Revisiting an earlier post: Frank Godwin’s Billy West pays a visit to my blog . . .

Note:  I have sold the two strips pictured below.

Back in October 2013, I posted a little article on Frank Godwin’s Billy West comic strip — which consisted of a group of sample strips that preceded both the Rusty Riley strip and the Rusty Ryan strip.  (I’ve written quite a bit about the Rusty Ryan strip on this blog, and you can find a lot of it by searching this blog for “Rusty Ryan” in the “Search” field in the margin.)  Anyway, I’ve decided to post a revised version of that Billy West post.  The original version was accompanied by one image, which was none too clear.  I am reposting that image (in a much better version), and I am adding another image, as well as additional discussion.

I have three examples of the strip in my collection, and the first thing to note is that the Billy West art is positively gigantic.  The image is roughly 6 inches by roughly 27 inches.  Rusty Riley daily art varied in size, but most examples were probably about 5 inches by about 18 inches, image-wise.  (None of these measurements are precise.  I rounded-down, from measurements that were not exact anyway.)  So, I am talking daily art that is about 9 inches wider than the typical Rusty Riley daily is!

The Billy West strips, I believe, were created no later than the end of the war in May 1945, because of the reference to Germany (seen in an image below) that one of the characters makes.  It also seems likely that the strips date from after the entry of the United States into the war in December 1941.  A reasonable guess would be that the strips date from sometime during the period January 1942 through April 1945.

I do not know whether the Billy West strips were submitted to any syndicates.  As far as I know, Frank Godwin left the Connie comic strip around the end of 1940 or the beginning of 1941.  It seems reasonable that at that time Godwin was searching for another comic-strip to draw.  So, I think that this strip probably dates from abound 1942.

Below is an image of a panel from one of the strips.  The characters shown are Billy West (on the left) and Jim Carroll.  The episode has four frames, and this is the third frame.  As can be seen, the strip was done in a freer, more “casual” style than either Rusty Ryan or Rusty Riley.  It is more like many of the Connie daily episodes.  This is one of the reasons why I see the strip as a bridge between Connie and Rusty Riley.

Also, some of Godwin’s approach to this image can be discerned.  For instance, there are horizontal pencil-guidelines for the lettering.  The lettering was also pencilled-in, and that is quite visible in the word “somewhere” and elsewhere as well). You can see Mr. Carroll’s elbow (in pencil) protruding into the fourth panel, suggesting that Godwin had not yet determined the size of those two adjacent panels. [2016 note: Upon rethinking this, I believe Godwin did already know what the sizes of the panels would be.]

In this portion of a “Billy West” strip by Frank Godwin, Billy (also known as “Jeep”) discusses the whereabouts of his parents with his uncle, who was named Jim Carroll.

Also, you can see that the globe was pencilled-in apparently before the speech-balloon was drawn (a little of the pencil can be seen inside the balloon).

The following panel, from an earlier episode, also shows a number of interesting traits.  Notice at the bottom, to the right, are two little vertical lines.  These mark the distance between the second and third panels.  This is wider than the distance between the first and second panel (and it is also wider than the distance between the third and fourth panels).  This was plainly so that the strip could more easily be broken into two tiers, the top tier with the first two panels, and the bottom tier with the third and fourth.  Thus, one would expect that the first two panels as a group would always take up the same space as the last two panels, and that is the case in the three examples I have.  (Similar little lines are also visible on the panel pictured above.)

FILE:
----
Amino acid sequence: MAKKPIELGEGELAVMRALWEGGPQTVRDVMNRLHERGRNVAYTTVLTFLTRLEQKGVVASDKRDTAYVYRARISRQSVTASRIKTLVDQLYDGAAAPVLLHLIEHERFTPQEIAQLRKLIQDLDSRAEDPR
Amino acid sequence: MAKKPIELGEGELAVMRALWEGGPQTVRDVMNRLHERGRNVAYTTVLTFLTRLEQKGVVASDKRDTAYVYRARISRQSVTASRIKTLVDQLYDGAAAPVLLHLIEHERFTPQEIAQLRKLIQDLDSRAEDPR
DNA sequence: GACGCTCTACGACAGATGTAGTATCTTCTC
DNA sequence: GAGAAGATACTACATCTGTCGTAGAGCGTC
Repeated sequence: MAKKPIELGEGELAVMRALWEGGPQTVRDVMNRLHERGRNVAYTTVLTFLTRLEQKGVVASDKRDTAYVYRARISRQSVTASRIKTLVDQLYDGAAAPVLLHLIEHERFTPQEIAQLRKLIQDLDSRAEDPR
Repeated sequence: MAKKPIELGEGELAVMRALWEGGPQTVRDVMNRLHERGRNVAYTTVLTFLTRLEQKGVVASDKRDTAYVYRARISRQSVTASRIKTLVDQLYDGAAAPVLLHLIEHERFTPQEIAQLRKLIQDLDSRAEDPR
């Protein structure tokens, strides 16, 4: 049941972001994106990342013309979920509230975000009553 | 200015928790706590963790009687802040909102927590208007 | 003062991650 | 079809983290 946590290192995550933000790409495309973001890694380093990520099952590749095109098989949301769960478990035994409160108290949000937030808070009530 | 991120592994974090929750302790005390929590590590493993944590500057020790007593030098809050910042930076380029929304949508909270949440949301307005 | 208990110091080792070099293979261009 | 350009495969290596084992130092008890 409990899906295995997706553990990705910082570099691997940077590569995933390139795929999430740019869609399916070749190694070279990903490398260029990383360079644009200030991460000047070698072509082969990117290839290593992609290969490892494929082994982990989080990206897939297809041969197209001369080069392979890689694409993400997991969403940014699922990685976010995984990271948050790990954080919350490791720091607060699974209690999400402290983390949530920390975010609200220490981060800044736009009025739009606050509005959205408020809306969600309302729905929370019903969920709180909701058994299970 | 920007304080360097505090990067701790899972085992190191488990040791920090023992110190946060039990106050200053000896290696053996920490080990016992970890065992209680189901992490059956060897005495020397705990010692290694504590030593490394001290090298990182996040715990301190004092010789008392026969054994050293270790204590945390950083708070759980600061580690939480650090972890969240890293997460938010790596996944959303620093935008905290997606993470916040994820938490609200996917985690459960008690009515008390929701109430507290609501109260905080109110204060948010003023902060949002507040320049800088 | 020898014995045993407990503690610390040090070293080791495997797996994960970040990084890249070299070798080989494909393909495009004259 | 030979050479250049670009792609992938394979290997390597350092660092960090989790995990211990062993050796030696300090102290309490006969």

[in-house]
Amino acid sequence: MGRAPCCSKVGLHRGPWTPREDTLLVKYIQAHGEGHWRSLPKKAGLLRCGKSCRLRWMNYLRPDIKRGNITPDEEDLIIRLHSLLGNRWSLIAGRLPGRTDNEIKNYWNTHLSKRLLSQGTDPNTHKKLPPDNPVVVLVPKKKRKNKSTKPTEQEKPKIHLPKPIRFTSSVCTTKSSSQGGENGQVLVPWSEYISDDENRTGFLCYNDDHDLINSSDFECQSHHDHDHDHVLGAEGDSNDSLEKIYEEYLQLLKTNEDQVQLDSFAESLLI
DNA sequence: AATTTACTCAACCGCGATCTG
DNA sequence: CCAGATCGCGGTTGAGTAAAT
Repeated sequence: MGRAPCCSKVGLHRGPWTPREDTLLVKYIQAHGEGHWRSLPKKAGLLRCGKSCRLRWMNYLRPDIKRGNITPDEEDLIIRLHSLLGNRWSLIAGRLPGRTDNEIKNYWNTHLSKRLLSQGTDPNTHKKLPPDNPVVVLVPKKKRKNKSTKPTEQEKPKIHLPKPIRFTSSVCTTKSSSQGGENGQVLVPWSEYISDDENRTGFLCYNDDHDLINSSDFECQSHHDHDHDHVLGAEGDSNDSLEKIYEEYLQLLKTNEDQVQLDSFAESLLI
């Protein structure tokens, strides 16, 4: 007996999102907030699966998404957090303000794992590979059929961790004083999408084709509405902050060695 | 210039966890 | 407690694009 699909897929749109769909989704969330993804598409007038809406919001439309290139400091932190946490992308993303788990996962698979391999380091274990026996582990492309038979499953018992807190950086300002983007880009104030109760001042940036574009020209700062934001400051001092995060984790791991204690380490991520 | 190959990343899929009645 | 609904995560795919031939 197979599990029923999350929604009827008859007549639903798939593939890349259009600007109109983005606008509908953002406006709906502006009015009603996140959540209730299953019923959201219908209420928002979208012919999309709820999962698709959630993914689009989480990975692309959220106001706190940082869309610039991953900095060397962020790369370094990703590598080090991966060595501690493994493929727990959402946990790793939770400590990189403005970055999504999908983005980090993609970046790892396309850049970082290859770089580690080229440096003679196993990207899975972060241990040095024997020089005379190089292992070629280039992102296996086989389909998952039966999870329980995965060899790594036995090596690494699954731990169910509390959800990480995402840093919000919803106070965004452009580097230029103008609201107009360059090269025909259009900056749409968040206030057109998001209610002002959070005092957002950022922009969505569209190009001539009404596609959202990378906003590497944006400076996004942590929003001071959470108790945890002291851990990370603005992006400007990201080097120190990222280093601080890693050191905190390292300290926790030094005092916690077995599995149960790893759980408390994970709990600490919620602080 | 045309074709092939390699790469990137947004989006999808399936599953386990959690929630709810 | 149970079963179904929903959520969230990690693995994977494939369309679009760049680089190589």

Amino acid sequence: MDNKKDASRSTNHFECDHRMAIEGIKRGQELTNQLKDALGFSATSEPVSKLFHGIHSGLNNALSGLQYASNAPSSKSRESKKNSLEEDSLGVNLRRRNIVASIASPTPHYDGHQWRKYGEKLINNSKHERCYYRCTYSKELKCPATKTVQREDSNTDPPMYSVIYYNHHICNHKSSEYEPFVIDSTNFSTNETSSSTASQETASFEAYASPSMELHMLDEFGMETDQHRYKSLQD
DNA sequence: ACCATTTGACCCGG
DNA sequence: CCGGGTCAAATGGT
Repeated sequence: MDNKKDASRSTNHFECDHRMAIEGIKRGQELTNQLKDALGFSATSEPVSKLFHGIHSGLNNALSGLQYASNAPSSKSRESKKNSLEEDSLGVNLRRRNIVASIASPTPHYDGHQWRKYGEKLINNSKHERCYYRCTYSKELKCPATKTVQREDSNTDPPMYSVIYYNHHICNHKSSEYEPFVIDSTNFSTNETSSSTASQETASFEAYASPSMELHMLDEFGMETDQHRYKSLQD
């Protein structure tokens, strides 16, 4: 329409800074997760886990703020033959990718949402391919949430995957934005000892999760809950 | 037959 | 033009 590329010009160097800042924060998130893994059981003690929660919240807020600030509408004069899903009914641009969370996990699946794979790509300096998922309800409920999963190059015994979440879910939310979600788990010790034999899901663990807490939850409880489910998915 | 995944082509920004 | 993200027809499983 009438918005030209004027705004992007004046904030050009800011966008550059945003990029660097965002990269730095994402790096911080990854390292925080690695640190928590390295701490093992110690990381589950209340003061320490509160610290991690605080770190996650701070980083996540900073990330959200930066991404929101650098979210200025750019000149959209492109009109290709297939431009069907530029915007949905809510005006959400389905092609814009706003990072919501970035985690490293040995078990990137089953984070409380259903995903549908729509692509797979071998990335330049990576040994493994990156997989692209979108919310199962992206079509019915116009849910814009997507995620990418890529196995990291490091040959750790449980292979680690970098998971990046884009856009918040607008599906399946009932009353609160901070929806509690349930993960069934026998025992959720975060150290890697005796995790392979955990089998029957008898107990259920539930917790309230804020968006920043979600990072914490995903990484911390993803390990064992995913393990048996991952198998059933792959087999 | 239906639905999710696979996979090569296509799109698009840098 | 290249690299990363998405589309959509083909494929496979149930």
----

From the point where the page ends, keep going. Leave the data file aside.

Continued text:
This panel below also shows the names of all three of the characters who appear in the three examples I have:  Billy West, Jasper, and Mr. Carroll.  This panel shows clearly Godwin’s characteristic lettering, which was very much in evidence in Connie — but less so in the later panel (the one that mentions Germany), and also less so in the Rusty Ryan strips and the early Rusty Riley strips, where the lettering was a bit more meticulously done.  The background is a fairly typical Godwin landscape (in this case, not fully developed).  The sky is probably like none in the Rusty Riley strips, though I would not be surprised if the Connie comic-strip sometimes had such skies. Also, the panel includes a nice portrait of Jasper, who is absent from the panel pictured above.

A rather fluid panel from one of the

A rather fluid panel from one of the “Billy West” episodes.

The direct predecessor of the Rusty Riley strip is the Rusty Ryan strip.  However, in my view, questions abound about the Rusty Ryan strip, and it seems that many of those questions will remain forever unanswered.  (See this post.)  But the Rusty Ryan strip remains of high fascination, because of elements that it has in common with the Rusty Riley strip.

—Tom Sawyer January 31, 2014

About 894 words.

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2 Responses to Revisiting an earlier post: Frank Godwin’s Billy West pays a visit to my blog . . .

  1. Liz (Godwin) Rizzo says:

    Love the analysis! By the way, FGs son LeRoy (my father) was nicknamed “Jeep”.

  2. Godwin’s work was so good, thank you for posting. His technique repays the closest study and deepest admiration.

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